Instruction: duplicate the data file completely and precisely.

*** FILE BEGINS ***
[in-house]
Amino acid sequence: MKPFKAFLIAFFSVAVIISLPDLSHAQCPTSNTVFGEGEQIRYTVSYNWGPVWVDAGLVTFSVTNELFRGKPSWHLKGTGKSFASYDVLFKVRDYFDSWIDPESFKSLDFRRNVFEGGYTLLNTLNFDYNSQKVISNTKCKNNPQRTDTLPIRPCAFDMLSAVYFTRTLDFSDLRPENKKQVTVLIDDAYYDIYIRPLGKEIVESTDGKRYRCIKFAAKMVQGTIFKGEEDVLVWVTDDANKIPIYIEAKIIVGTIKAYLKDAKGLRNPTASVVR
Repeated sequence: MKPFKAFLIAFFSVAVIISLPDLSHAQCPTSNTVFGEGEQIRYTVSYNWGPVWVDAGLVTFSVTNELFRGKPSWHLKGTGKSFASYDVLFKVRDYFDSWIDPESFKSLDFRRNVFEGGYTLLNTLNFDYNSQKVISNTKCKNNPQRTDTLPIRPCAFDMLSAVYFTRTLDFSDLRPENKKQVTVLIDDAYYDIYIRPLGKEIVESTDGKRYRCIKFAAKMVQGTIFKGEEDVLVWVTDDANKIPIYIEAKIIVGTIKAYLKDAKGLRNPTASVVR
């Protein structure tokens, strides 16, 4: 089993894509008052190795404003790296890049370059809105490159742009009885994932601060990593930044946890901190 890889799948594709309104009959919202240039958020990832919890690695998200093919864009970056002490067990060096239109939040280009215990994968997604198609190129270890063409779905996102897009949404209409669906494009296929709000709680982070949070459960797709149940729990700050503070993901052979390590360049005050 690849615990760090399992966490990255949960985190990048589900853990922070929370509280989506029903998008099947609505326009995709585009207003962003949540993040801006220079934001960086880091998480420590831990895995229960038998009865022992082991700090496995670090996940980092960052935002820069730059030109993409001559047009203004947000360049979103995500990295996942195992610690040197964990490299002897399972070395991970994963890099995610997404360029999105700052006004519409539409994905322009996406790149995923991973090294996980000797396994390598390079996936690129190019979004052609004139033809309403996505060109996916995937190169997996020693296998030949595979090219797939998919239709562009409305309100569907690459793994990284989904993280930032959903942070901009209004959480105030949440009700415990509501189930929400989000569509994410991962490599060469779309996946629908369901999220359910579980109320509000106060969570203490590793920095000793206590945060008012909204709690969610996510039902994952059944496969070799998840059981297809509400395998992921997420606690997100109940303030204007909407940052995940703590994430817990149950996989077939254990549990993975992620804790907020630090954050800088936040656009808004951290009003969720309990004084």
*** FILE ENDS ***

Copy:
[in-house]
Amino acid sequence: MKPFKAFLIAFFSVAVIISLPDLSHAQCPTSNTVFGEGEQIRYTVSYNWGPVWVDAGLVTFSVTNELFRGKPSWHLKGTGKSFASYDVLFKVRDYFDSWIDPESFKSLDFRRNVFEGGYTLLNTLNFDYNSQKVISNTKCKNNPQRTDTLPIRPCAFDMLSAVYFTRTLDFSDLRPENKKQVTVLIDDAYYDIYIRPLGKEIVESTDGKRYRCIKFAAKMVQGTIFKGEEDVLVWVTDDANKIPIYIEAKIIVGTIKAYLKDAKGLRNPTASVVR
Repeated sequence: MKPFKAFLIAFFSVAVIISLPDLSHAQCPTSNTVFGEGEQIRYTVSYNWGPVWVDAGLVTFSVTNELFRGKPSWHLKGTGKSFASYDVLFKVRDYFDSWIDPESFKSLDFRRNVFEGGYTLLNTLNFDYNSQKVISNTKCKNNPQRTDTLPIRPCAFDMLSAVYFTRTLDFSDLRPENKKQVTVLIDDAYYDIYIRPLGKEIVESTDGKRYRCIKFAAKMVQGTIFKGEEDVLVWVTDDANKIPIYIEAKIIVGTIKAYLKDAKGLRNPTASVVR
């Protein structure tokens, strides 16, 4: 089993894509008052190795404003790296890049370059809105490159742009009885994932601060990593930044946890901190 890889799948594709309104009959919202240039958020990832919890690695998200093919864009970056002490067990060096239109939040280009215990994968997604198609190129270890063409779905996102897009949404209409669906494009296929709000709680982070949070459960797709149940729990700050503070993901052979390590360049005050 690849615990760090399992966490990255949960985190990048589900853990922070929370509280989506029903998008099947609505326009995709585009207003962003949540993040801006220079934001960086880091998480420590831990895995229960038998009865022992082991700090496995670090996940980092960052935002820069730059030109993409001559047009203004947000360049979103995500990295996942195992610690040197964990490299002897399972070395991970994963890099995610997404360029999105700052006004519409539409994905322009996406790149995923991973090294996980000797396994390598390079996936690129190019979004052609004139033809309403996505060109996916995937190169997996020693296998030949595979090219797939998919239709562009409305309100569907690459793994990284989904993280930032959903942070901009209004959480105030949440009700415990509501189930929400989000569509994410991962490599060469779309996946629908369901999220359910579980109320509000106060969570203490590793920095000793206590945060008012909204709690969610996510039902994952059944496969070799998840059981297809509400395998992921997420606690997100109940303030204007909407940052995940703590994430817990149950996989077939254990549990993975992620804790907020630090954050800088936040656009808004951290009003969720309990004084």